I imagine how it was like to be my Dad. He was 25 when he had my Sister and 27 when he had me. By age 29-30 he made the huge jump to come to America. The details remain murky, a reminiscence of the Mekong River where my family lived beside. I can only imagine what it would be like to pack whatever you can, take what you know, then adapt in good ole 'Merica; the Land of Dreams. The Land of the Free.
He lands his first job at Jack in the Box. For that, I can't hold too many grudges on that fast food chain. Gave my Father a chance to grease his bearings and get his act together. I was practically 2 years old when we immigrated from Laos. To think what he must have gone through. You can believe the parallels in thinking about yourself in your late 20's flying to a country where you know nothing of the culture, barely any knowledge of the language, and the economic system. Now add a wife, two kids, and one coming soon.
Our family never bloomed into the happiness that I grew up believing in. To live was to struggle. That struggle came from our shortcomings trying to make honest living. My parents would fight, most because of money, the house, each other, you name it. I don't think I ever saw the two smile from each other's presence, or joke with each other. I saw this growing up. It will never leave me. But through all of their struggles with love, I learned the power of perseverance. They knitted the family strong; they loved nothing more than their kids. My Mom or Dad never regretted us kids. My Father pushed through all his work and never blamed us for failures. What I saw through my Father was the strength to fight on when hope was a dim smoke hallucinated of his own fumes. A smoke that believed the spark would return.
To my Dad, that spark always returned. He'd make it happen. Just a small light of hope was enough to push through the years. He never boasted of money. He gave me a valuable lesson and I loved him saying it. "Don't talk too much". Then as the years went by, he would add, "Just do". Granted, my Dad can communicate well in English, Russian, and Lao. Yet he speaks about things that matter. He speaks when he needs to. He doesn't like adding the unnecessary layers. This man gave me my character.
He started a Printing Business shortly after. The opportunities presented itself with the help of the American Dream. No matter how small the chance, Father Wolf went all in. He gambled a true man's gamble, the risk in working hard in small business to make ends meet. All of this while shrugging off the cards at the poker table. That was not his gamble nor his care. Down the line, technology evolved and things became more digital. His printing business was dropping. He decided to try his hand at a restaurant. Opening one was something he always wanted to do. It is close to two years running currently. We stand here, more than two decades from our first footsteps in America, and he trudges on. Carries on his path with his hands, his mind, and his will. Not once do I hear him wanting an easy way out of this.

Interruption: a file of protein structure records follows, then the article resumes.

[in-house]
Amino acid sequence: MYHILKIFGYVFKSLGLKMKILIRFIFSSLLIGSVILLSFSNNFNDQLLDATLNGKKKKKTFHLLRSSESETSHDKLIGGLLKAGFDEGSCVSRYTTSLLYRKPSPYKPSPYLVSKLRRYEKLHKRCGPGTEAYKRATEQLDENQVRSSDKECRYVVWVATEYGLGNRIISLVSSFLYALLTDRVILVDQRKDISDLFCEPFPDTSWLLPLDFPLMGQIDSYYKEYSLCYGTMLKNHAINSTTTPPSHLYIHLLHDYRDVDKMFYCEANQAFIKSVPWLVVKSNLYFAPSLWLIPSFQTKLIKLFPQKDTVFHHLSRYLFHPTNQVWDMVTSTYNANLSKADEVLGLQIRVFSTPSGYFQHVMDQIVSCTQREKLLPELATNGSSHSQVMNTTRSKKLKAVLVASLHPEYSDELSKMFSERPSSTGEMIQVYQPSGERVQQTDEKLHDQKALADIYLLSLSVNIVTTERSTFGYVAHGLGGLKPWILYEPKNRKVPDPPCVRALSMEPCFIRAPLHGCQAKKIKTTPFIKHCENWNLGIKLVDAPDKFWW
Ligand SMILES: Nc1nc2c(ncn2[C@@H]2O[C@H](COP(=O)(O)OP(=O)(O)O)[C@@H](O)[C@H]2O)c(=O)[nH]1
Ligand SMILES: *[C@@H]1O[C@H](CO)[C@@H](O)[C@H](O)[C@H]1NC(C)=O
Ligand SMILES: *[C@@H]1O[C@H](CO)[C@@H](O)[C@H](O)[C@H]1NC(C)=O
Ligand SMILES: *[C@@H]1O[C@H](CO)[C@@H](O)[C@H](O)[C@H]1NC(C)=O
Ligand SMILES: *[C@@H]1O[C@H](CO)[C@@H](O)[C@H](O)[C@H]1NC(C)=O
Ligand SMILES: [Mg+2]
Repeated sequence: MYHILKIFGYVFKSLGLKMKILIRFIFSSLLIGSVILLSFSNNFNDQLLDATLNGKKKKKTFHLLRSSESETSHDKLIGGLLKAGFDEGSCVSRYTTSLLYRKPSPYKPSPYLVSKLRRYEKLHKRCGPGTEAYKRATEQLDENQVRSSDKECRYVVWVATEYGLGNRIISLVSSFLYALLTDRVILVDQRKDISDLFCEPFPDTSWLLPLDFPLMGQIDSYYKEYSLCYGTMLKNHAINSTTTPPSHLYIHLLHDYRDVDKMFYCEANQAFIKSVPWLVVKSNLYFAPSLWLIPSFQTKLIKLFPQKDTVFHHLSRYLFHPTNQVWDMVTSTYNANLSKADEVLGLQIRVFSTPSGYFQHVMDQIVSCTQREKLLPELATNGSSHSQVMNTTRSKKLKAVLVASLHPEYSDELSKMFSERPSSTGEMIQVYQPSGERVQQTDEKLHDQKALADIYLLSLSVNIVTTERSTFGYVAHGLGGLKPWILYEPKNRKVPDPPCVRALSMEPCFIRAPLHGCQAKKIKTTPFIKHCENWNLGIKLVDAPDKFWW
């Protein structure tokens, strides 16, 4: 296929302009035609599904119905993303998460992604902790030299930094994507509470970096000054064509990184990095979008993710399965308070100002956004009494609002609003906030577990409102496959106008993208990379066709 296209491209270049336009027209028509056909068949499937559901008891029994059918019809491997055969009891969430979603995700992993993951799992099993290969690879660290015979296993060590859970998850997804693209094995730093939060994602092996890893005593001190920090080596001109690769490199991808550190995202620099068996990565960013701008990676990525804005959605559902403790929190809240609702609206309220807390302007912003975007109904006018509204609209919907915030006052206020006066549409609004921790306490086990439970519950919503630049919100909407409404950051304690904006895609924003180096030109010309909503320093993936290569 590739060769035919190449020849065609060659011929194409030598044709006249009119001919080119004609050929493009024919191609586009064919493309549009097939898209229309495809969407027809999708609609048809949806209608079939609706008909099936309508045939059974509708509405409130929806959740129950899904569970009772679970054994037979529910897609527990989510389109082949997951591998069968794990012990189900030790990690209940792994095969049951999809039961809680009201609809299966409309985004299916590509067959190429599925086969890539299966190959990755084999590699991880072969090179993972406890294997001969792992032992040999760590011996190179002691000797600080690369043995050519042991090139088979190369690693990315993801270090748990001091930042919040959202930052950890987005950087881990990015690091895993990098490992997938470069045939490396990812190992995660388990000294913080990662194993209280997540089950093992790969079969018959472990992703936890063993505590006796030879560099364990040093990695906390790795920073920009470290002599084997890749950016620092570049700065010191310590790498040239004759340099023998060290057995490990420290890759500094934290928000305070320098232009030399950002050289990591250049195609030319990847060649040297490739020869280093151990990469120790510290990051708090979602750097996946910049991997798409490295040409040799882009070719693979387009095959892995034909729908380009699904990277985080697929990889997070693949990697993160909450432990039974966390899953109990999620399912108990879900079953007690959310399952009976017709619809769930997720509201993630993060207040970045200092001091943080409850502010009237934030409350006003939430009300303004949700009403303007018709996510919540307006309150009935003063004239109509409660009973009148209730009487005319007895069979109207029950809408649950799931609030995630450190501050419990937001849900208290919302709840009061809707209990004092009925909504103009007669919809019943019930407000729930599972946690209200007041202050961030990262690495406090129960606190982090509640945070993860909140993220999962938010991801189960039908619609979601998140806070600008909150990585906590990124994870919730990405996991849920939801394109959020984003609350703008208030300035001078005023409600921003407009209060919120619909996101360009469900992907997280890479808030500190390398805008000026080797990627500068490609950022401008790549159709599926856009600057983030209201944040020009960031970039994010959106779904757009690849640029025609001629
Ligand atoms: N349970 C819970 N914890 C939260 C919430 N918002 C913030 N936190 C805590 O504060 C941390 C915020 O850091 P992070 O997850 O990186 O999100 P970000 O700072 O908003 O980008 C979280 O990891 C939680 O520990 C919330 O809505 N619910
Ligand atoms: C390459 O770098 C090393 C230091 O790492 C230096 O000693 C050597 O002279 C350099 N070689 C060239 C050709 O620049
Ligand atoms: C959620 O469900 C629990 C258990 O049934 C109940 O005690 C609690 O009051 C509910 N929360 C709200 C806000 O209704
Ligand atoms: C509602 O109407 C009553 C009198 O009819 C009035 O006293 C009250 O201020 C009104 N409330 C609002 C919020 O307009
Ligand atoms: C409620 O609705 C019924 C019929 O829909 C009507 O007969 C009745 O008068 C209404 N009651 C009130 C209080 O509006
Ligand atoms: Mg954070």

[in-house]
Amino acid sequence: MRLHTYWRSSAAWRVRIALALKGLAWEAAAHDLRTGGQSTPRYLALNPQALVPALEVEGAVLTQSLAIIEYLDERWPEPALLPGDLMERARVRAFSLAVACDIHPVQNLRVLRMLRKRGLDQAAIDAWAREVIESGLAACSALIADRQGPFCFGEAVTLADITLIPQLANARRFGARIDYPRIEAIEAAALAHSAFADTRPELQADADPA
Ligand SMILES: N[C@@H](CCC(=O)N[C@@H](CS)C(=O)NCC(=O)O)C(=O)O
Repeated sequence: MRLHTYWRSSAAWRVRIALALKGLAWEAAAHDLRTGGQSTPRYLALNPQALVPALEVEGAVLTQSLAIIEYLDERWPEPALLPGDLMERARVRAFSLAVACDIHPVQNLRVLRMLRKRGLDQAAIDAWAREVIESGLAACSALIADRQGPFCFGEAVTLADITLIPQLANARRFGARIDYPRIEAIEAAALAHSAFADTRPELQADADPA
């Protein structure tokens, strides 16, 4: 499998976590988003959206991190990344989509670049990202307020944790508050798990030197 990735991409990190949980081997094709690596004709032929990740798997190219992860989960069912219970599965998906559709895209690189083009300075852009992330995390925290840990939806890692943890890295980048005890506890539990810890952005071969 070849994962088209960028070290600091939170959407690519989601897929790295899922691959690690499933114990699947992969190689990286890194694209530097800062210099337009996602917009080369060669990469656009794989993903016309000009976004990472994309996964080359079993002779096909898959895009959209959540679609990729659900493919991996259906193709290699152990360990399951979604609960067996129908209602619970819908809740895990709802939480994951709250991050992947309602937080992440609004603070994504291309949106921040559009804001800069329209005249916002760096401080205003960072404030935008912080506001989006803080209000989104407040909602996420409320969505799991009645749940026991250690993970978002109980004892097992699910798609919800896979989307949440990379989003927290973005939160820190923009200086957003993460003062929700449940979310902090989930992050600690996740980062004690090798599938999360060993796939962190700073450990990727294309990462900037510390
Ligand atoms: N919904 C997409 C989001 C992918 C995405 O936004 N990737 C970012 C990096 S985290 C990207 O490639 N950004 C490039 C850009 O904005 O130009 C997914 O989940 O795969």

Today is his Birthday. I love him. I only wish to be half as cool as he is. I only wish to aid him after so many years of sacrifice. I keep my mouth shut and let my work speak for itself. His voice will slip through my head and I can laugh but respect his whole "Don't talk too much" tidbit. It is a motto I live by. With his Birthday, I dedicate this post and a gallery to him. Everyday is a day for me to think about how I will help him. I've always aided his work, and although he will not take money from me, he always had a hard working son. I promised him a BMW. I for fuck sure will stop at nothing to get it. It is a stamp that his American Dream is fulfilled. Call it materialistic, call it dumb, call it superficial even. But before you do, consider living a life where the grind is all you knew, and trucks were what you've driven your whole life because you ran a 24/7 business while raising three children and paying for the rent since we could never afford to buy a house. Now add that to a slowly aging business where being obsolete could mean the end. I'd say, his life of work deserves some damn good times, and something shiny at the end of the road. I'm giving him that. In all the work I do, I'll find a way.
Together we've done a lot. It will soon be my turn to sacrifice it all. I will gladly do that when the time comes as I promised him I would take care of him when he can't work any longer. In the meantime, our time together makes our struggles seem weightless.
After all, he is a Pilot of His Own Will.
Happy Birthday, Cool Guy.
~Snap Pilot 17